Christopher Dashner, the Blissfield High School junior who was suspended for inadvertently bringing a knife on a school trip, is a victim of a school policy that, even when it was not rigidly applied, had too little flexibility.
In response to violent incidents such as the 1999 Columbine High School massacre in Colorado that left 15 people dead, many schools toughened their "zero tolerance" policies on weapons. That led to absurdities such as the punishment of a Coventry, R.I., second grader whose school project was banned because the tiny Army figures he glued on his hat carried even tinier guns.
The Blissfield incident did not rise to that level of senselessness. But it shows what can happen when justice is thought to be not only blind, but also inflexible.
Mr. Dashner discovered the pocketknife in his backpack on a band trip to New York and New Jersey during spring break. He gave the knife to a chaperone, who told the band director, who told the school district superintendent. Everyone up to this point did the right thing.
Then the district suspended the honor student and Boy Scout for the rest of the school year. The public outcry was loud.
This week, Mr. Dashner respectfully pleaded his case before the school board, which responded to his appeal -- and, more important, public outrage -- by reducing his suspension to 10 days. He'll still miss his prom and another band trip, but at least he won't miss any more class time before final exams.
The student should be commended for the honesty, maturity, and responsibility he has shown. He turned himself in knowing that he would be disciplined, worked within the system to lessen his sentence, and hasn't whined.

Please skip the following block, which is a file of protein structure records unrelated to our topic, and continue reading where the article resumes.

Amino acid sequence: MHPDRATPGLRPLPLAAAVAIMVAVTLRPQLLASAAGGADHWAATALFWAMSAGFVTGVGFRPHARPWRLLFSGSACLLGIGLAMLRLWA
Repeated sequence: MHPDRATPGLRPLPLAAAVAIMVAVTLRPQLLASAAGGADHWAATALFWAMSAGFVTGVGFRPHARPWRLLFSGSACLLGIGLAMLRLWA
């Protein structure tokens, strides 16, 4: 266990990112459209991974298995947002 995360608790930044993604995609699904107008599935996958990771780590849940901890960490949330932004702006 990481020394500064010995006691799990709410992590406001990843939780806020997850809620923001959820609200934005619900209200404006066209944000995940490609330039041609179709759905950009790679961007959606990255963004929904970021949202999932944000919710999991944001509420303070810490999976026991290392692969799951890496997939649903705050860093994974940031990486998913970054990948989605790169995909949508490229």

But Blissfield school officials could use a refresher course in jurisprudence. Although everyone should be treated equally before the law, that doesn't mean that everyone must be punished in exactly the same manner.
Instead, the law is at its best when those who judge a situation look at all the circumstances, not just the transgression, before they dole out punishment.
Zero-tolerance policies were designed to save school officials from having to exercise their judgment and then justify their decisions. But administrators need confidence and support to use their discretion more often, not less.
Zero tolerance also teaches students that the law is arbitrary and distinct from justice.
That bad lesson is likely only to encourage disrespect for the law.
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